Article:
Heidi Schreck is an American writer and actress from Wenatchee, Washington. Her play What the Constitution Means to Me, which she also performs in, was a finalist for the 2019 Pulitzer Prize for Drama.
Recode's Kara Swisher talks to the creators of two new plays that intersect with tech issues: Heidi Schreck, the former star and playwright of What the Constitution Means to Me, and the writer and director of Right to Be Forgotten — Sharyn Rothstein and Seema Sueko. Schreck took the name of her play from a series of debate competitions she competed in as a teenager, but has developed a more complicated appreciation for the Constitution as an adult, and discusses how its flaws connect to her own life story. Later in the show, Rothstein and Sueko talk about the thorny political question of how permanent our communications online should be, and whether people have a "right to be forgiven" for past misdeeds.Featuring:Heidi Schreck (@heidibschreck), writer and former actor, What the Constitution Means to MeSharyn Rothstein, writer, Right to Be ForgottenSeema Sueko (@Seemasue), director, Right to Be ForgottenHosts:Kara Swisher (@karaswisher), Recode co-founder and editor-at-largeMore to explore:Subscribe for free to Reset, Recode's new podcast that explores why — and how — tech is changing everything.About Recode by Vox:Recode by Vox helps you understand how tech is changing the world — and changing us.Follow Us:Newsletter: Recode DailyTwitter: @Recode and @voxdotcom Learn more about your ad choices. Visit megaphone.fm/adchoices
Heidi Schreck, Mike Iveson, Thursday Williams, and Rosdely Ciprian from the Broadway production of What the Constitution Means to Me discuss their groundbreaking play. The play was a finalist for the 2019 Pulitzer Prize for Drama. Direct from its revolutionary Off-Broadway run, "WHAT THE CONSTITUTION MEANS TO ME" has arrived on Broadway for a limited engagement. This boundary-breaking play breathes new life into our Constitution and imagines how it will shape the next generation of American women. Fifteen-year-old Heidi Schreck earned her college tuition by winning Constitutional debate competitions across the United States. Now, the Obie Award winner recalls her teenage self in order to trace the profound relationship between four generations of women in her own family and the founding document that dictated their rights and citizenship. This hilarious, hopeful and ""achingly human"" (Exeunt Magazine) exploration features Schreck alongside Mike Iveson, Rosdely Ciprian and Thursday Williams and is directed by Obie Award winner Oliver Butler. Visit https://constitutionbroadway.com/ for info and tickets. Moderator: Abigail Trueblood Visit http://g.co/TalksAtGoogle/ConstitutionBroadway to watch the video.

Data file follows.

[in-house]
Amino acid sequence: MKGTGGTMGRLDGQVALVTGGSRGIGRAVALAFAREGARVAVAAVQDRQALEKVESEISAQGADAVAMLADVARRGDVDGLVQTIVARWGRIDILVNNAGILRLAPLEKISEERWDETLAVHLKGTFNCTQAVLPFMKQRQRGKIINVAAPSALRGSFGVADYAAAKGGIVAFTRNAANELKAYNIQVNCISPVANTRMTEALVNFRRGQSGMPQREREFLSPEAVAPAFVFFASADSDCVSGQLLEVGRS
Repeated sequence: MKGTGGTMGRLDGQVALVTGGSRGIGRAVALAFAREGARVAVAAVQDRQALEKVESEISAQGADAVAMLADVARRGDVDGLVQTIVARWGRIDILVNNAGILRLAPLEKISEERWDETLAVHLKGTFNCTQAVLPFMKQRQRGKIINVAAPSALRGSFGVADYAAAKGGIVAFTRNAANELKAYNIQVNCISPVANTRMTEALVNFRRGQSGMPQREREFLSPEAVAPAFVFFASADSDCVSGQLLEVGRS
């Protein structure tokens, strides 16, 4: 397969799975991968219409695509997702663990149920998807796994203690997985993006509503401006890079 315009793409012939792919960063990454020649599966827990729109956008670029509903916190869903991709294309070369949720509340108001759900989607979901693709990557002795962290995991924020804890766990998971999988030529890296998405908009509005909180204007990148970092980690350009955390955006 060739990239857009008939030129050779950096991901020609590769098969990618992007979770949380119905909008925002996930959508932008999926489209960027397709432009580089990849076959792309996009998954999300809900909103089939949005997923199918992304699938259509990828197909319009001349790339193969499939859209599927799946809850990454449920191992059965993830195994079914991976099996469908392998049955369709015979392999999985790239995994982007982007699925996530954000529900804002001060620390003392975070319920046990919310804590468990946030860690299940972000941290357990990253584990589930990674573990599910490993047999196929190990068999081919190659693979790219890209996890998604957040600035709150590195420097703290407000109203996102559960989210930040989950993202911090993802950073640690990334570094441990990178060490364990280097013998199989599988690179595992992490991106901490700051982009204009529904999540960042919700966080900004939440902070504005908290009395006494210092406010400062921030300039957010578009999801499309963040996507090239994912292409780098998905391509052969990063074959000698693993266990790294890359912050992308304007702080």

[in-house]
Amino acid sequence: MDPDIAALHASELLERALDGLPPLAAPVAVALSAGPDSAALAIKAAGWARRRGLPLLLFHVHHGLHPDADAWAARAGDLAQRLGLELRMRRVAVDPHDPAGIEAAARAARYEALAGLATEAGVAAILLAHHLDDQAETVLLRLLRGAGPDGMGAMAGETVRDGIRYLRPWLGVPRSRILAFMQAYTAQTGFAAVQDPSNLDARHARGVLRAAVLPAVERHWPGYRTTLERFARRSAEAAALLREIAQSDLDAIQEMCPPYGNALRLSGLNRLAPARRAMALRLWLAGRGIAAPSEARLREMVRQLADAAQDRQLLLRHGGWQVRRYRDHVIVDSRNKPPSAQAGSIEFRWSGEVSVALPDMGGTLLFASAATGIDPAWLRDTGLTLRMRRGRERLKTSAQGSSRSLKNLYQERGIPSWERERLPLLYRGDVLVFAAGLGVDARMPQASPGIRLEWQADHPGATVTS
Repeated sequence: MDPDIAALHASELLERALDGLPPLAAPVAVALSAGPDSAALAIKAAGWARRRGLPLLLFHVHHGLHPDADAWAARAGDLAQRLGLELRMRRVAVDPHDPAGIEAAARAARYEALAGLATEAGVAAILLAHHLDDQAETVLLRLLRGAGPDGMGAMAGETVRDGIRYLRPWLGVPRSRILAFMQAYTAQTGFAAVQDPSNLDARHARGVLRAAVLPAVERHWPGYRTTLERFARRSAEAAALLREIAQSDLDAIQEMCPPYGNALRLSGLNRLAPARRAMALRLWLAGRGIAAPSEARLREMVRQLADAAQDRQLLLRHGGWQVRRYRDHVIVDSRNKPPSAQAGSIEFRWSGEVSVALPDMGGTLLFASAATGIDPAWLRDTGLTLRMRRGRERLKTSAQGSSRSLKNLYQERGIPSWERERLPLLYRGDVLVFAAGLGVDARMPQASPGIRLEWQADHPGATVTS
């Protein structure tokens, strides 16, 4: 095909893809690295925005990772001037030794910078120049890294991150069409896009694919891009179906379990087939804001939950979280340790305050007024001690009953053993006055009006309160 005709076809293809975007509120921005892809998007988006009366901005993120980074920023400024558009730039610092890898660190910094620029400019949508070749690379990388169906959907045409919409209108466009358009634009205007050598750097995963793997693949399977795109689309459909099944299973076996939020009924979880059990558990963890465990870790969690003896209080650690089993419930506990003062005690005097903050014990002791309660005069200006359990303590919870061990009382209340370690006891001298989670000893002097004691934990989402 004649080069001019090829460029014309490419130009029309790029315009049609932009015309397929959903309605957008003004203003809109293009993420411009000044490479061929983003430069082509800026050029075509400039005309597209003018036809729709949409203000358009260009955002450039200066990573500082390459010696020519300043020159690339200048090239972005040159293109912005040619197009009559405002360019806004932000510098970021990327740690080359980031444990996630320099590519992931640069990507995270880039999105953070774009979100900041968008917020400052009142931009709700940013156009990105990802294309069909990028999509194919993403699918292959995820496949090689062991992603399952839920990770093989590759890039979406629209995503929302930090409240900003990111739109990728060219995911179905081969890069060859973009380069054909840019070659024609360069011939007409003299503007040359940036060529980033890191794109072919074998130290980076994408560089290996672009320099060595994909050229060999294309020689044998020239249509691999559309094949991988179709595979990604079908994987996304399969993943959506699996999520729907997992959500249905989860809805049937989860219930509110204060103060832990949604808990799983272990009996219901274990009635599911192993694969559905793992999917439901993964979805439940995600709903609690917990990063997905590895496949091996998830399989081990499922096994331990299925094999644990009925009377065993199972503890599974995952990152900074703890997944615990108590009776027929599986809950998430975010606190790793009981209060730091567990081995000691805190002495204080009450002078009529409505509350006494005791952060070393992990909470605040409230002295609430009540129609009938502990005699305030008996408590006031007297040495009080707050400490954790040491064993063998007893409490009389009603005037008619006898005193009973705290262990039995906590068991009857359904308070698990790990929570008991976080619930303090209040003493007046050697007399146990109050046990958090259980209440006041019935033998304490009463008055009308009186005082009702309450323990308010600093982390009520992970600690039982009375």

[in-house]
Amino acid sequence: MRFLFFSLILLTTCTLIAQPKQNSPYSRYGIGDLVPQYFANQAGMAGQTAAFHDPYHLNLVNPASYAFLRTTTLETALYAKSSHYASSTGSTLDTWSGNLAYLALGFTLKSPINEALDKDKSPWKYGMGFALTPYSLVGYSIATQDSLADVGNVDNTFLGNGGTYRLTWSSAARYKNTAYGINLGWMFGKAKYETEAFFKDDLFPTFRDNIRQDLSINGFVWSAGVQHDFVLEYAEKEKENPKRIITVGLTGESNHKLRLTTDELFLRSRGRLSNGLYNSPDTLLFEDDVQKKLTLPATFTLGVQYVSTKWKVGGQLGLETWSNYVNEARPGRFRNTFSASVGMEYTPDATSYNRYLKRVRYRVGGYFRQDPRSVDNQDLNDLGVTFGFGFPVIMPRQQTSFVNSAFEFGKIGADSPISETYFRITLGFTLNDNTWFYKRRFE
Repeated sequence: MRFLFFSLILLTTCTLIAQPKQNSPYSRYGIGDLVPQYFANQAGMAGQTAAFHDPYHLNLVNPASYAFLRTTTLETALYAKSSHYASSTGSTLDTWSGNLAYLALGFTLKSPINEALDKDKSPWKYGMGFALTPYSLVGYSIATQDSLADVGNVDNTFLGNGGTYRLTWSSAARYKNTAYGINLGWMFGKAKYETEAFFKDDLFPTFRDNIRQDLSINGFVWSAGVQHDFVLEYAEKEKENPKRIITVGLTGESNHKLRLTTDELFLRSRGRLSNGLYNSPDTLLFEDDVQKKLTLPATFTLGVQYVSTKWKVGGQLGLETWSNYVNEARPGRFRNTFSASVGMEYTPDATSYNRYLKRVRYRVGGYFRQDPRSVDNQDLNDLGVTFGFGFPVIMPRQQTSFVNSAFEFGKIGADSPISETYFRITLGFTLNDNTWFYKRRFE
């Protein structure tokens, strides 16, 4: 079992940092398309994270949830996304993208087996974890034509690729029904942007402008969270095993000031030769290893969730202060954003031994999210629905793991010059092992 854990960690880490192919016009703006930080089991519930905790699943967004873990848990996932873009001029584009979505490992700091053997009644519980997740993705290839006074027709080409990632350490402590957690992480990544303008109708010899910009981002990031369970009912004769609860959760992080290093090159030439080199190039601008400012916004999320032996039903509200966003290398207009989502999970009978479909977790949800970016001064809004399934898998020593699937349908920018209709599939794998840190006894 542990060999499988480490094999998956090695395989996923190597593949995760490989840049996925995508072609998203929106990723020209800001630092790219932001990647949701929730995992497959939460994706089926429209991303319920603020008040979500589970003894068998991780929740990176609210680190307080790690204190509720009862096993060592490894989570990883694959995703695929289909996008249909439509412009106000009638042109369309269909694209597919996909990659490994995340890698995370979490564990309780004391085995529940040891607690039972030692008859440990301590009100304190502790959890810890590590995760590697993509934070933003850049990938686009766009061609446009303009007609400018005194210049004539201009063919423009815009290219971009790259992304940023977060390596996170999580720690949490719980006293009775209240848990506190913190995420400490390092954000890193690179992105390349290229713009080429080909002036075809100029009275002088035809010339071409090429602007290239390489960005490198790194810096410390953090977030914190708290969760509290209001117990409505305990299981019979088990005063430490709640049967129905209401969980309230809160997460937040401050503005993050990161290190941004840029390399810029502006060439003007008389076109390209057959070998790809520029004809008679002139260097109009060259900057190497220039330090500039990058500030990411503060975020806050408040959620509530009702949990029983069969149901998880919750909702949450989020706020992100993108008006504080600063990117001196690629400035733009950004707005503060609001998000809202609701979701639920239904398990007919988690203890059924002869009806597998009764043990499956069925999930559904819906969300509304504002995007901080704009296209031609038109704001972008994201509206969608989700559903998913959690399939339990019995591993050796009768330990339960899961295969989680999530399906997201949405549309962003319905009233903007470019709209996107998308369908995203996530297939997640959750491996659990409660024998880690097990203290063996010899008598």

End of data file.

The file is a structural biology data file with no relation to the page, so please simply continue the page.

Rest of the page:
Heidi Schreck, the whip-smart playwright and star of the Broadway hit What the Constitution Means to Me, sits down with Harvard Law professor Laurence Tribe and award-winning journalist Dahlia Lithwick to discuss what the Constitution means today and how the play has brought it to life. The conversation was recorded on July 28, 2019 in front of a live audience at New York's 92nd Street Y.
This week, a showdown between Congress and the Trump Administration over the refusal of Attorney General William Barr to testify before the House Judiciary Committee spurred further conversation about a “constitutional crisis.” In recent years, there has been a non-stop national debate about how the Constitution handles potential abuses of Presidential power and the relationship among the three branches of government. The Constitution is also the unlikely subject of a new play, on Broadway: “What the Constitution Means to Me,” written and performed by Heidi Schreck. Dorothy Wickenden visits Schreck backstage, at the Hayes Theatre, on Broadway, to discuss what the Constitution does and does not say about the basic rights of Americans.